Auction Strategies

Developing Your Auction Strategy

10 Auction Strategies – You will find properties falling into one or more of the categories below in most auctions. The choice is yours. Remember you will almost always be buying property that needs work that is located in a lower cost neighbourhood of the surrounding area.

  • Buy To Let
  • Buy AST Tenanted
  • Buy To Flip
  • Buy Off-Location
  • Buy Unmodernised Fix & Flip
  • Buy Unmodernised Fix, Let & Re-Mortgage
  • Buy Repossessed
  • Buy Derelict Fix & Flip
  • Buy Pre-Auction
  • Buy Unsold Lots

Before you start buying investment properties, you should develop a strategy that suits your aims and objectives. There is a saying, ‘one man’s meat is another man’s poison’ and so it is with buy to let/property investment strategies. ‘The Right Strategy’, applicable to all, does not exist but there is a right strategy for you that will deliver your aims and objectives, whilst reducing the inherent risks to an acceptable level.

When buying through the auction rooms, a clear, well thought through strategy is even more important because the timescales give you little opportunity to either develop a new strategy or amend an existing one.

The timescales I am referring to are the 21-28 days between catalogue release and the auction day when, if your bid is successful, exchange of contracts take place. So speed is of the essence but speed must not compromise any aspect of your auction strategy. Even though you are looking for those elusive bargains, you must also quickly identify the ‘duds’.

The most profitable strategy, costs and returns, in or out of auction, is one that you can standardise and simply keep repeating.

The term is ‘cookie cutter’.

Take my strategy: For reasons I will cover later, I buy and fix-up terraced houses. If the footprint/dimensions are at least 15ft by 23ft deep, I can refit to my ‘cookie cutter’ specification, more on that later.

First on your strategy list is a double header; where and what.

The ‘where’ will be dictated by and depend on your available cash reserves. Your options with £100,000 will be far greater than with £50,000.

In fact, at auction, with the obvious exception of London, you can buy stock at auction in virtually any region & location of the UK with £100,000 as can be seen on this map.

The ‘what’ option should be based on numbers plus elimination/mitigation of risk, so your head should rule, but property investment – the property, location and tenant – is really ‘touchy-feely’. Unfortunately the deciding factor is often what you as the buyer will actually like so the ‘heart’ often wins.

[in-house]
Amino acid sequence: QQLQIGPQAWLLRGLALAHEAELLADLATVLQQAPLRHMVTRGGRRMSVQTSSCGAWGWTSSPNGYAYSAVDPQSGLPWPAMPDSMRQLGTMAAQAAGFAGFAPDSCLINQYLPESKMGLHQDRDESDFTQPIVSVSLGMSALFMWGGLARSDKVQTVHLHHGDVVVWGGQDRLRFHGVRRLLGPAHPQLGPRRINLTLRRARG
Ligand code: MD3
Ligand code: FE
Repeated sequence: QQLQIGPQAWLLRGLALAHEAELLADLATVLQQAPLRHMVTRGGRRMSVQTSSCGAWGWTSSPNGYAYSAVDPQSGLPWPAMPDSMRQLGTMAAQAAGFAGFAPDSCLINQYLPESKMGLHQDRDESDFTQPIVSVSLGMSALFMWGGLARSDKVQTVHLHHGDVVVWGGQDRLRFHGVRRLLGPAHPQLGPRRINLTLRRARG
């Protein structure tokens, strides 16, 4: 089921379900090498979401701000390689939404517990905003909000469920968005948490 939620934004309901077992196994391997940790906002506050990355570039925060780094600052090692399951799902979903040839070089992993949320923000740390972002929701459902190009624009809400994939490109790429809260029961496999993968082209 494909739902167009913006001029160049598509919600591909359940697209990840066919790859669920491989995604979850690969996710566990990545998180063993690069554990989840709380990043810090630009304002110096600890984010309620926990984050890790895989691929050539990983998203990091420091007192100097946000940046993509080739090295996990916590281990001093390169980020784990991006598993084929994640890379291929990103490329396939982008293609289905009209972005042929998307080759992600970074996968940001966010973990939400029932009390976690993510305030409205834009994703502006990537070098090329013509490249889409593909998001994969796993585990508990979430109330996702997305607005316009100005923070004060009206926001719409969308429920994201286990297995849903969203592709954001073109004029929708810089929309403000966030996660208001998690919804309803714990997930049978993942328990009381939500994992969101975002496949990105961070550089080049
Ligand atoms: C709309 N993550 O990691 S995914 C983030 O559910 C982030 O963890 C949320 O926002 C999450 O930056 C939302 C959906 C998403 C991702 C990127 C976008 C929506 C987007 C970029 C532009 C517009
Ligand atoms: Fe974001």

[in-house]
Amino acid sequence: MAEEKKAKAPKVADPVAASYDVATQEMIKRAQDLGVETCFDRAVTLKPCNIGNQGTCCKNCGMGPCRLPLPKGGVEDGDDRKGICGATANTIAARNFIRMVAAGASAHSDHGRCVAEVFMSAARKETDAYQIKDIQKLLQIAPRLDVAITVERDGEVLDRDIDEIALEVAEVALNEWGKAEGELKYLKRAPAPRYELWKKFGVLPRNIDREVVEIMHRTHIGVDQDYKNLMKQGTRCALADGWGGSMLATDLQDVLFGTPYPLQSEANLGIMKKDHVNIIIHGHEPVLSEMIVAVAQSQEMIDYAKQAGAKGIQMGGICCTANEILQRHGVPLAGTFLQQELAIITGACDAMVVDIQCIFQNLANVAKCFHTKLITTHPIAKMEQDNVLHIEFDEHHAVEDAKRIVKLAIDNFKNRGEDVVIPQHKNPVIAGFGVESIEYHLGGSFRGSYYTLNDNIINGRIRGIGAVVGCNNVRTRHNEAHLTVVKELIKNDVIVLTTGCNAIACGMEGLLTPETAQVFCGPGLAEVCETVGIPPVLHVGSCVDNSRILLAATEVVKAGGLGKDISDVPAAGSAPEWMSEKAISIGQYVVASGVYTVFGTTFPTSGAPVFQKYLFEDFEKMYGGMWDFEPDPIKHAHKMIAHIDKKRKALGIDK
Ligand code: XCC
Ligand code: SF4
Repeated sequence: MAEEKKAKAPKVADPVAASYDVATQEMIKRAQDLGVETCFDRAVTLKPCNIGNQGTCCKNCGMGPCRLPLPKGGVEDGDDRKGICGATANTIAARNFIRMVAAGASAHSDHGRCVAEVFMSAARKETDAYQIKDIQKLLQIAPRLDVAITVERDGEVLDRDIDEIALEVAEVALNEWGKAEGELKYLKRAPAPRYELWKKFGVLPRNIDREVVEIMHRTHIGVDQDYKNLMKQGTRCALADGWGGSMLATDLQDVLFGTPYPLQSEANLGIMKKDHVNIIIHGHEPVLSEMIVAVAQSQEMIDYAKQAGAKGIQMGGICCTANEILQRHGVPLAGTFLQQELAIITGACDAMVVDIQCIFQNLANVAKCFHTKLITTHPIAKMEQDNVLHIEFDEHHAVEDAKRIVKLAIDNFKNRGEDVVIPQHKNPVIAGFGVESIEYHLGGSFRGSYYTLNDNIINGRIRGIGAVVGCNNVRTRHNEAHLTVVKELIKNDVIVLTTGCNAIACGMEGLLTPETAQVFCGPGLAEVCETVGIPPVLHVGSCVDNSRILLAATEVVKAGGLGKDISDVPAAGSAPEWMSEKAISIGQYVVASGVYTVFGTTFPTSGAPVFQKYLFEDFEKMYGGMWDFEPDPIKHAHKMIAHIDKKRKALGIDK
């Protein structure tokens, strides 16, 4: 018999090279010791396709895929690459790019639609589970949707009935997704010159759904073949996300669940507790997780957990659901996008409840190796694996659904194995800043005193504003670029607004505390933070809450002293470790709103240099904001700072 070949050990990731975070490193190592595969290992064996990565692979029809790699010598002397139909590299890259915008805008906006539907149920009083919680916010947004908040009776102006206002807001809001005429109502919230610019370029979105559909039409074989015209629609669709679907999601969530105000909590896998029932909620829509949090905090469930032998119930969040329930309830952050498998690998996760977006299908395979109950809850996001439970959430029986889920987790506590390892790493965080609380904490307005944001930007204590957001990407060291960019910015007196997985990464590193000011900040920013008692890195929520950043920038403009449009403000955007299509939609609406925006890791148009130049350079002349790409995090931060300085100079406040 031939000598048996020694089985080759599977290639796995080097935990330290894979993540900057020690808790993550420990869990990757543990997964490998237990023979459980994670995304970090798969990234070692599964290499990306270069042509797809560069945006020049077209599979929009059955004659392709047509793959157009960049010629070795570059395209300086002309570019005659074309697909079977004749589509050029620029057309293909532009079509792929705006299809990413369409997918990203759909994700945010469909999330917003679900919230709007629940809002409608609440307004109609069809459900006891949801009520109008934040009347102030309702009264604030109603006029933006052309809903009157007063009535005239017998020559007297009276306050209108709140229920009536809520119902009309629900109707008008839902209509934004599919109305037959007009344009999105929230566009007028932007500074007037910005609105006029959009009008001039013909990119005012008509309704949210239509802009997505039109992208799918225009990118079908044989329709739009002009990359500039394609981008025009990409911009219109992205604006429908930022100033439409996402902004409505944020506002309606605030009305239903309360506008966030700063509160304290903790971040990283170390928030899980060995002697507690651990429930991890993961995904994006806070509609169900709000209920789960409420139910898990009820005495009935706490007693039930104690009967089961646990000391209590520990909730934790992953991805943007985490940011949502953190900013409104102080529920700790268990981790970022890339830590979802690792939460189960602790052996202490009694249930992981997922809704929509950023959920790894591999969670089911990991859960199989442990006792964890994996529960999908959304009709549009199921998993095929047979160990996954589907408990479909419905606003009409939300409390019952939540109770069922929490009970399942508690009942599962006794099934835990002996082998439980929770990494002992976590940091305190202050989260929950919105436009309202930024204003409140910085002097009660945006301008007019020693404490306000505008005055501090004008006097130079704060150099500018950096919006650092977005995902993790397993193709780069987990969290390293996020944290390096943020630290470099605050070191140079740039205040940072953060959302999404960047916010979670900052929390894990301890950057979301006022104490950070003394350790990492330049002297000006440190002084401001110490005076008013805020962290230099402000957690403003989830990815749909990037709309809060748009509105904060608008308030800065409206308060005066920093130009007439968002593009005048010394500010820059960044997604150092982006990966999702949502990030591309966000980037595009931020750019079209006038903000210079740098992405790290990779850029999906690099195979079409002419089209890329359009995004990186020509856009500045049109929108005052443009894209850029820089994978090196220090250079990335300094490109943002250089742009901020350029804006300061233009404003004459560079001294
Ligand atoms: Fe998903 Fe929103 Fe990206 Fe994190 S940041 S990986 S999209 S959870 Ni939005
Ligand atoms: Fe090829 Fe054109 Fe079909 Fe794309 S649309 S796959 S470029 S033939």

So what do you want to do? There are a number of different strategies you can develop when buying at auction including the following buy, fix and let strategies. In each case you want to buy a property that is ‘fit for your purpose’. For example, if your strategy is for full-on refurbishment then everything in the property should be old, worn, well past its sell-by-date and probably only fit for the skip.

You could buy and carry out a light makeover/refresher. This strategy is light on cash output but you are unlikely to release all your cash on completion so you will have to leave some cash in the deal. The majority of properties sold at auction are suitable for this strategy.

You could buy and carry out a complete redesign and renovation. This strategy is heavy on cash but, buy right, and you will be able to release all your cash on completion (NMLI) and repeat the strategy. Suitable properties needing ‘complete modernisation’ are common at many auctions but this niche also includes the ‘duds’ so care and thorough due diligence is a must.

Of course there are a number of shades of grey between a light makeover and complete refit. The reason I carry out a ‘redesign and complete modernisation’ is because with anything less the question always arises; where do you stop?

At the end of the job whatever you don’t fix or refit will look tired when compared with the new work. Fit a new kitchen but keep the good existing bathroom and the bathroom will no longer appear quite as good as when you bought the property; after all it is not new and pristine.

Before leaving the refit strategies, properties also come through the auction rooms that are part built. Often the developer will have gone bankrupt and there are bargains if you are confident in your development skills. I say ‘part built’ because these properties can range from footings only, through to the final finishing off, only needing to fit the bathroom, kitchen, boiler etc.

Generally this strategy is cash heavy but, if held and re-mortgaged, they should result in more cash out than cash in, resulting in a cash-back unless you choose to leave the equity in.

With part built, because the property was not ‘liveable in’ prior to purchase, if you let it you can’t split the completion costs between revenue and capital for tax purposes. All completion costs are deemed as capital.

Another strategy is to buy and redevelop a larger single property into separate flats a.k.a. ‘slice and dice’ or ‘title splits’. This strategy is heavy on cash but on completion you should be able to release more cash than you invested, so offering another potential cash back (if you get it right). You can also both sell one onwards and keep one (to let) at the same time.